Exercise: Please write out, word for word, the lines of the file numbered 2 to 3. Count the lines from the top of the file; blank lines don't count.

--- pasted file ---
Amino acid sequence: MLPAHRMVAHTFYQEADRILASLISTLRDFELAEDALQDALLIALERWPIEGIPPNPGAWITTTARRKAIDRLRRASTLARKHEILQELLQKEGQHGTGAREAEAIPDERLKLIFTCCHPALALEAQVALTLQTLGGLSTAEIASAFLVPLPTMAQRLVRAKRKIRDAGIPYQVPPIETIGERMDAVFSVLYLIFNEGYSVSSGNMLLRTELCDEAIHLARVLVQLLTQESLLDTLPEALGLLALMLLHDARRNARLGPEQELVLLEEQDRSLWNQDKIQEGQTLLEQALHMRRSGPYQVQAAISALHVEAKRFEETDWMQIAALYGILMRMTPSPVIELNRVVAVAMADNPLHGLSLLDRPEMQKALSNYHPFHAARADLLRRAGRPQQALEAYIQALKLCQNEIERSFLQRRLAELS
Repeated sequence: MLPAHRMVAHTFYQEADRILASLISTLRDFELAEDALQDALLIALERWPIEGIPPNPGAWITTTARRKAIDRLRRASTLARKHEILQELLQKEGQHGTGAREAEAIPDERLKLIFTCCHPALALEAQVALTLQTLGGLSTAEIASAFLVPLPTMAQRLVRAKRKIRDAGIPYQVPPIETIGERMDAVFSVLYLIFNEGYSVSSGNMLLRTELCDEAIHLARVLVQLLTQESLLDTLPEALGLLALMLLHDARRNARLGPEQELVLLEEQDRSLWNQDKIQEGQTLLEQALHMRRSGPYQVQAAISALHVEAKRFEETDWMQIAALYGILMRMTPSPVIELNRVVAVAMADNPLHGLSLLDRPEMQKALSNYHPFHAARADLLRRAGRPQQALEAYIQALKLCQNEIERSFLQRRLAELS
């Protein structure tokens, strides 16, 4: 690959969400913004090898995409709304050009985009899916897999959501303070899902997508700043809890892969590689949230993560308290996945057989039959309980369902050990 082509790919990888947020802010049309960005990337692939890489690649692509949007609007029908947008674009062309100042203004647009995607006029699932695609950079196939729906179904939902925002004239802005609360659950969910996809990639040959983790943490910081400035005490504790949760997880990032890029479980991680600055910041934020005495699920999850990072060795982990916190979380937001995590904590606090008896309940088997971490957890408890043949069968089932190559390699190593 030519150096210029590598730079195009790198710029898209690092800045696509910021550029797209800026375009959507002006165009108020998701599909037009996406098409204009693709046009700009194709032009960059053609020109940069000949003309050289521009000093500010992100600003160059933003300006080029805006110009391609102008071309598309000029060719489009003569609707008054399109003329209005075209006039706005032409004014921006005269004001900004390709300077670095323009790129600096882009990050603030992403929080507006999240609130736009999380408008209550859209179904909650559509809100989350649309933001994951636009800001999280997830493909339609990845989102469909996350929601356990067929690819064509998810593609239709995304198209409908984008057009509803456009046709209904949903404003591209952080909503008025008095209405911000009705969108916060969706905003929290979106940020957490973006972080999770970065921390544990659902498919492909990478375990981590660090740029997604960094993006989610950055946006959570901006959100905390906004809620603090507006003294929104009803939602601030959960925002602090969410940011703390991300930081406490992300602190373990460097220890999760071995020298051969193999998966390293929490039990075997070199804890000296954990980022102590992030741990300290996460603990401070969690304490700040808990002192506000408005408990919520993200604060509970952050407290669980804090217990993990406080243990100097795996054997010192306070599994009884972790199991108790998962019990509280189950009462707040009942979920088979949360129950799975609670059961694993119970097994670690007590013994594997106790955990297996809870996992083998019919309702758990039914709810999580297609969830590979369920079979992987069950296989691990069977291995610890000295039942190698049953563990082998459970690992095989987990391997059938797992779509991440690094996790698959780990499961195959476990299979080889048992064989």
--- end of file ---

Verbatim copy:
Repeated sequence: MLPAHRMVAHTFYQEADRILASLISTLRDFELAEDALQDALLIALERWPIEGIPPNPGAWITTTARRKAIDRLRRASTLARKHEILQELLQKEGQHGTGAREAEAIPDERLKLIFTCCHPALALEAQVALTLQTLGGLSTAEIASAFLVPLPTMAQRLVRAKRKIRDAGIPYQVPPIETIGERMDAVFSVLYLIFNEGYSVSSGNMLLRTELCDEAIHLARVLVQLLTQESLLDTLPEALGLLALMLLHDARRNARLGPEQELVLLEEQDRSLWNQDKIQEGQTLLEQALHMRRSGPYQVQAAISALHVEAKRFEETDWMQIAALYGILMRMTPSPVIELNRVVAVAMADNPLHGLSLLDRPEMQKALSNYHPFHAARADLLRRAGRPQQALEAYIQALKLCQNEIERSFLQRRLAELS
């Protein structure tokens, strides 16, 4: 690959969400913004090898995409709304050009985009899916897999959501303070899902997508700043809890892969590689949230993560308290996945057989039959309980369902050990 082509790919990888947020802010049309960005990337692939890489690649692509949007609007029908947008674009062309100042203004647009995607006029699932695609950079196939729906179904939902925002004239802005609360659950969910996809990639040959983790943490910081400035005490504790949760997880990032890029479980991680600055910041934020005495699920999850990072060795982990916190979380937001995590904590606090008896309940088997971490957890408890043949069968089932190559390699190593 030519150096210029590598730079195009790198710029898209690092800045696509910021550029797209800026375009959507002006165009108020998701599909037009996406098409204009693709046009700009194709032009960059053609020109940069000949003309050289521009000093500010992100600003160059933003300006080029805006110009391609102008071309598309000029060719489009003569609707008054399109003329209005075209006039706005032409004014921006005269004001900004390709300077670095323009790129600096882009990050603030992403929080507006999240609130736009999380408008209550859209179904909650559509809100989350649309933001994951636009800001999280997830493909339609990845989102469909996350929601356990067929690819064509998810593609239709995304198209409908984008057009509803456009046709209904949903404003591209952080909503008025008095209405911000009705969108916060969706905003929290979106940020957490973006972080999770970065921390544990659902498919492909990478375990981590660090740029997604960094993006989610950055946006959570901006959100905390906004809620603090507006003294929104009803939602601030959960925002602090969410940011703390991300930081406490992300602190373990460097220890999760071995020298051969193999998966390293929490039990075997070199804890000296954990980022102590992030741990300290996460603990401070969690304490700040808990002192506000408005408990919520993200604060509970952050407290669980804090217990993990406080243990100097795996054997010192306070599994009884972790199991108790998962019990509280189950009462707040009942979920088979949360129950799975609670059961694993119970097994670690007590013994594997106790955990297996809870996992083998019919309702758990039914709810999580297609969830590979369920079979992987069950296989691990069977291995610890000295039942190698049953563990082998459970690992095989987990391997059938797992779509991440690094996790698959780990499961195959476990299979080889048992064989």